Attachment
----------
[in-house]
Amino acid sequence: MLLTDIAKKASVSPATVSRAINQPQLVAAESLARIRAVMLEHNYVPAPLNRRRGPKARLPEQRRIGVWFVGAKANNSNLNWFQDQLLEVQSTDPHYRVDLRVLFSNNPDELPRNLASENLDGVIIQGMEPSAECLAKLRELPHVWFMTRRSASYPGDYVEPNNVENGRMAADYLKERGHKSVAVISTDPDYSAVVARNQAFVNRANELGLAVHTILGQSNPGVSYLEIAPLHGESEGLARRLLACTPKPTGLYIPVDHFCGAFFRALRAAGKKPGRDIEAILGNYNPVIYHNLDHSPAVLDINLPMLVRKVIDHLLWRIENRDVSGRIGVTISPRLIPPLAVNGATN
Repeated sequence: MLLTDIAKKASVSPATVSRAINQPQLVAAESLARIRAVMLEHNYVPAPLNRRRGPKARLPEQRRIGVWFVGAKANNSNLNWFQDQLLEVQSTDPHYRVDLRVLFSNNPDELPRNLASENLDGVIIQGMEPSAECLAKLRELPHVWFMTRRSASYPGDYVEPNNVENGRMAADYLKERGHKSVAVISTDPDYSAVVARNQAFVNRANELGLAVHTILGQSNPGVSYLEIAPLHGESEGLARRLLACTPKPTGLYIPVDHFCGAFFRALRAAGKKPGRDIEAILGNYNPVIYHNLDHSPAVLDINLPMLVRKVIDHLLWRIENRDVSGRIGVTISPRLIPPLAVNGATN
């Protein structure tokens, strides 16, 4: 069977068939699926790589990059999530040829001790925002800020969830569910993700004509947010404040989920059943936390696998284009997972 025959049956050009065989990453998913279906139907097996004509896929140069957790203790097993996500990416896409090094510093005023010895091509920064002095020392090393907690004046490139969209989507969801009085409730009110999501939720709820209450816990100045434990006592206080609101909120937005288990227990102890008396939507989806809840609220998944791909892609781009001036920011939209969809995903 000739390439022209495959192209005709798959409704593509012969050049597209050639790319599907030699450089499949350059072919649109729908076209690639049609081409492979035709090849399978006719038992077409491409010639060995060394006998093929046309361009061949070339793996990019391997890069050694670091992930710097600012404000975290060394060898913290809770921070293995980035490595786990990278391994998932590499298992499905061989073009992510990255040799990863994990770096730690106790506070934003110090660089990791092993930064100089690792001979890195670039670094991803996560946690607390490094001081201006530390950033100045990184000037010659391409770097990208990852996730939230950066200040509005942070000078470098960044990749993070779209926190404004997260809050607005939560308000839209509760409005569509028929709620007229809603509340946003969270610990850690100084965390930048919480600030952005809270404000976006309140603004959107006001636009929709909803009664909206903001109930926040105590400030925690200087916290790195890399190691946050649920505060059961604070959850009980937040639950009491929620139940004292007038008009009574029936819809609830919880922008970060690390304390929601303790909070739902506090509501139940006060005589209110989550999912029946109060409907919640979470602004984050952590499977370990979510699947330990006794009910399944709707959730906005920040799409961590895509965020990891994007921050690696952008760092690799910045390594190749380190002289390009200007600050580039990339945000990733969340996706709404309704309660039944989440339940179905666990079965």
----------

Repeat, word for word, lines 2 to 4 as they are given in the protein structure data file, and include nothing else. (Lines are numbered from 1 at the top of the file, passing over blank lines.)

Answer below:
Amino acid sequence: MLLTDIAKKASVSPATVSRAINQPQLVAAESLARIRAVMLEHNYVPAPLNRRRGPKARLPEQRRIGVWFVGAKANNSNLNWFQDQLLEVQSTDPHYRVDLRVLFSNNPDELPRNLASENLDGVIIQGMEPSAECLAKLRELPHVWFMTRRSASYPGDYVEPNNVENGRMAADYLKERGHKSVAVISTDPDYSAVVARNQAFVNRANELGLAVHTILGQSNPGVSYLEIAPLHGESEGLARRLLACTPKPTGLYIPVDHFCGAFFRALRAAGKKPGRDIEAILGNYNPVIYHNLDHSPAVLDINLPMLVRKVIDHLLWRIENRDVSGRIGVTISPRLIPPLAVNGATN
Repeated sequence: MLLTDIAKKASVSPATVSRAINQPQLVAAESLARIRAVMLEHNYVPAPLNRRRGPKARLPEQRRIGVWFVGAKANNSNLNWFQDQLLEVQSTDPHYRVDLRVLFSNNPDELPRNLASENLDGVIIQGMEPSAECLAKLRELPHVWFMTRRSASYPGDYVEPNNVENGRMAADYLKERGHKSVAVISTDPDYSAVVARNQAFVNRANELGLAVHTILGQSNPGVSYLEIAPLHGESEGLARRLLACTPKPTGLYIPVDHFCGAFFRALRAAGKKPGRDIEAILGNYNPVIYHNLDHSPAVLDINLPMLVRKVIDHLLWRIENRDVSGRIGVTISPRLIPPLAVNGATN
């Protein structure tokens, strides 16, 4: 069977068939699926790589990059999530040829001790925002800020969830569910993700004509947010404040989920059943936390696998284009997972 025959049956050009065989990453998913279906139907097996004509896929140069957790203790097993996500990416896409090094510093005023010895091509920064002095020392090393907690004046490139969209989507969801009085409730009110999501939720709820209450816990100045434990006592206080609101909120937005288990227990102890008396939507989806809840609220998944791909892609781009001036920011939209969809995903 000739390439022209495959192209005709798959409704593509012969050049597209050639790319599907030699450089499949350059072919649109729908076209690639049609081409492979035709090849399978006719038992077409491409010639060995060394006998093929046309361009061949070339793996990019391997890069050694670091992930710097600012404000975290060394060898913290809770921070293995980035490595786990990278391994998932590499298992499905061989073009992510990255040799990863994990770096730690106790506070934003110090660089990791092993930064100089690792001979890195670039670094991803996560946690607390490094001081201006530390950033100045990184000037010659391409770097990208990852996730939230950066200040509005942070000078470098960044990749993070779209926190404004997260809050607005939560308000839209509760409005569509028929709620007229809603509340946003969270610990850690100084965390930048919480600030952005809270404000976006309140603004959107006001636009929709909803009664909206903001109930926040105590400030925690200087916290790195890399190691946050649920505060059961604070959850009980937040639950009491929620139940004292007038008009009574029936819809609830919880922008970060690390304390929601303790909070739902506090509501139940006060005589209110989550999912029946109060409907919640979470602004984050952590499977370990979510699947330990006794009910399944709707959730906005920040799409961590895509965020990891994007921050690696952008760092690799910045390594190749380190002289390009200007600050580039990339945000990733969340996706709404309704309660039944989440339940179905666990079965």